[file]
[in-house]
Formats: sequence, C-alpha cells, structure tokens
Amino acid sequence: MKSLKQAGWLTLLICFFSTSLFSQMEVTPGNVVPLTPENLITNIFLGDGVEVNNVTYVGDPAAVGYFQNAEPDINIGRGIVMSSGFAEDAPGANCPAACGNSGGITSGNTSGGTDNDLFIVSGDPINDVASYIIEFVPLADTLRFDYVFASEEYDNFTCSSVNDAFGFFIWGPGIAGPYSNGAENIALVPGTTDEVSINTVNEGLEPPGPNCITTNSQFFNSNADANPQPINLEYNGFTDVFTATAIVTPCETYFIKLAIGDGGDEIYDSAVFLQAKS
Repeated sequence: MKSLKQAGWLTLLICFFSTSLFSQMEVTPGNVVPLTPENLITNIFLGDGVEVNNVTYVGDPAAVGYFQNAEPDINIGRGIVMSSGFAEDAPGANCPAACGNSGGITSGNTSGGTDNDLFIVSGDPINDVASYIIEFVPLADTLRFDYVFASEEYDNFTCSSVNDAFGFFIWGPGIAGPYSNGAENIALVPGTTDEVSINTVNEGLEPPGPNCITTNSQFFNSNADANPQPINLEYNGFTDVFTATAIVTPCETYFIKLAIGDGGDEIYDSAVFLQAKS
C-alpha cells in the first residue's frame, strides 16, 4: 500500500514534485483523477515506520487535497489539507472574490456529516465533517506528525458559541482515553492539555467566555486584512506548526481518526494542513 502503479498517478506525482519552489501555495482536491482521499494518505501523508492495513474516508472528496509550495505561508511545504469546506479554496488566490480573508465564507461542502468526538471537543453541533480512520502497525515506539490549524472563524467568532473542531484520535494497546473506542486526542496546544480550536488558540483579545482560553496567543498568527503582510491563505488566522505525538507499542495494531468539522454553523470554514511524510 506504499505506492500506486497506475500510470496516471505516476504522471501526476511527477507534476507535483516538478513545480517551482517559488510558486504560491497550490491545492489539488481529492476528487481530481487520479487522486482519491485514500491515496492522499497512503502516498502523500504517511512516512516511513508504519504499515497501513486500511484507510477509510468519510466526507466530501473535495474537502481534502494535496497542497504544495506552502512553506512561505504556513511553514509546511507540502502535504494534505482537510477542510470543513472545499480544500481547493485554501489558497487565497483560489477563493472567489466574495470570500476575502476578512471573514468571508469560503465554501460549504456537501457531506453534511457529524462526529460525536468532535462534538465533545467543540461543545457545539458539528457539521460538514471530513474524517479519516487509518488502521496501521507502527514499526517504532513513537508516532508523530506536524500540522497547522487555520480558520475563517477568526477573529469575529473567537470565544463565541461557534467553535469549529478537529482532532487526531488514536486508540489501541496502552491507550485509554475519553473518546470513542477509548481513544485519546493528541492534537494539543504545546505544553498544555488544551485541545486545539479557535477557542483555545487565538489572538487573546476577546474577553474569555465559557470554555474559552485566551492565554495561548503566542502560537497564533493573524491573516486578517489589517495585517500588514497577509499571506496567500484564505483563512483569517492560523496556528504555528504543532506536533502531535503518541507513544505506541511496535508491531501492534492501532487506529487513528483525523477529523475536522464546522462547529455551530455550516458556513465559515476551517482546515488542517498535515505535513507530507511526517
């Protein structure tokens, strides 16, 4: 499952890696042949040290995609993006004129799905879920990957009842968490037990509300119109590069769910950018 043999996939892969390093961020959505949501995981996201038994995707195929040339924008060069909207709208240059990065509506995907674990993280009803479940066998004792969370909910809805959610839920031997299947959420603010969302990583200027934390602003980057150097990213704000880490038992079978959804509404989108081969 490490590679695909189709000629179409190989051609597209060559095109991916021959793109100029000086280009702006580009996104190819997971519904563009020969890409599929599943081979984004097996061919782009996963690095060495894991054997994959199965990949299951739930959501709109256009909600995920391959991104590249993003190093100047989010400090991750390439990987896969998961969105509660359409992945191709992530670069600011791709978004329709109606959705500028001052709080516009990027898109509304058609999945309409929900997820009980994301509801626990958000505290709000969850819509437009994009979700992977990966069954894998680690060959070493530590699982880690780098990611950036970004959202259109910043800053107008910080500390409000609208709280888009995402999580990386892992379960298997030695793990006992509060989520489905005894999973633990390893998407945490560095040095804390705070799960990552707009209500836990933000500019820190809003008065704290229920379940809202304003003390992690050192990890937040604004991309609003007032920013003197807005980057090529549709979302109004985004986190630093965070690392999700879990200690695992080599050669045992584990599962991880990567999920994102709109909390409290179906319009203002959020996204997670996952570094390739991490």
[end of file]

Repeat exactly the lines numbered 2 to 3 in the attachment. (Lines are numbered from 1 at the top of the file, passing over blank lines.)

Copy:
Formats: sequence, C-alpha cells, structure tokens
Amino acid sequence: MKSLKQAGWLTLLICFFSTSLFSQMEVTPGNVVPLTPENLITNIFLGDGVEVNNVTYVGDPAAVGYFQNAEPDINIGRGIVMSSGFAEDAPGANCPAACGNSGGITSGNTSGGTDNDLFIVSGDPINDVASYIIEFVPLADTLRFDYVFASEEYDNFTCSSVNDAFGFFIWGPGIAGPYSNGAENIALVPGTTDEVSINTVNEGLEPPGPNCITTNSQFFNSNADANPQPINLEYNGFTDVFTATAIVTPCETYFIKLAIGDGGDEIYDSAVFLQAKS